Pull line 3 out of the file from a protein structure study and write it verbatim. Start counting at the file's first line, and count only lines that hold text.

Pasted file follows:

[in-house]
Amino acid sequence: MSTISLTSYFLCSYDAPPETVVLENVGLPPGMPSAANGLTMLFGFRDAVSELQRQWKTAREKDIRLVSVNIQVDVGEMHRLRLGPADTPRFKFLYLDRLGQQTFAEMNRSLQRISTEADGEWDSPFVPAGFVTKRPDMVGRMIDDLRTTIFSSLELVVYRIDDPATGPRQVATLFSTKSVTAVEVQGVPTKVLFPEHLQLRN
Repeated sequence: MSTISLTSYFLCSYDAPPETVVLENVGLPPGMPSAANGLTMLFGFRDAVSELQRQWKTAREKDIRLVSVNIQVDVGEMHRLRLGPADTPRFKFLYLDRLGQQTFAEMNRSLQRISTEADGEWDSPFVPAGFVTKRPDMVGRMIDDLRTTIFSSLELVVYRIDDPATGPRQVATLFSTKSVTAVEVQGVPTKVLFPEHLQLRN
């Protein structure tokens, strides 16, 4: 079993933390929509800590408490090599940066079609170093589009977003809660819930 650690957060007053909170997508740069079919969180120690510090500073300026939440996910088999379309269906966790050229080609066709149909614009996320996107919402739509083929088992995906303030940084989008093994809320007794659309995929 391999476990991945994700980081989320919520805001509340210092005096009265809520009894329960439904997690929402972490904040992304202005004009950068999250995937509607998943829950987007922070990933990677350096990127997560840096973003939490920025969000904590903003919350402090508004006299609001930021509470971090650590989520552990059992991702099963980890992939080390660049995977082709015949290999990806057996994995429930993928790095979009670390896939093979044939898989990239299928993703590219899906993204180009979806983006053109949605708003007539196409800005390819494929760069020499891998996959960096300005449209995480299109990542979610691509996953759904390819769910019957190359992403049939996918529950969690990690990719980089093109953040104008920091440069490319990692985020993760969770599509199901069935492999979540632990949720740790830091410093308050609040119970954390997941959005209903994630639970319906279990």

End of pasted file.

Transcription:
Repeated sequence: MSTISLTSYFLCSYDAPPETVVLENVGLPPGMPSAANGLTMLFGFRDAVSELQRQWKTAREKDIRLVSVNIQVDVGEMHRLRLGPADTPRFKFLYLDRLGQQTFAEMNRSLQRISTEADGEWDSPFVPAGFVTKRPDMVGRMIDDLRTTIFSSLELVVYRIDDPATGPRQVATLFSTKSVTAVEVQGVPTKVLFPEHLQLRN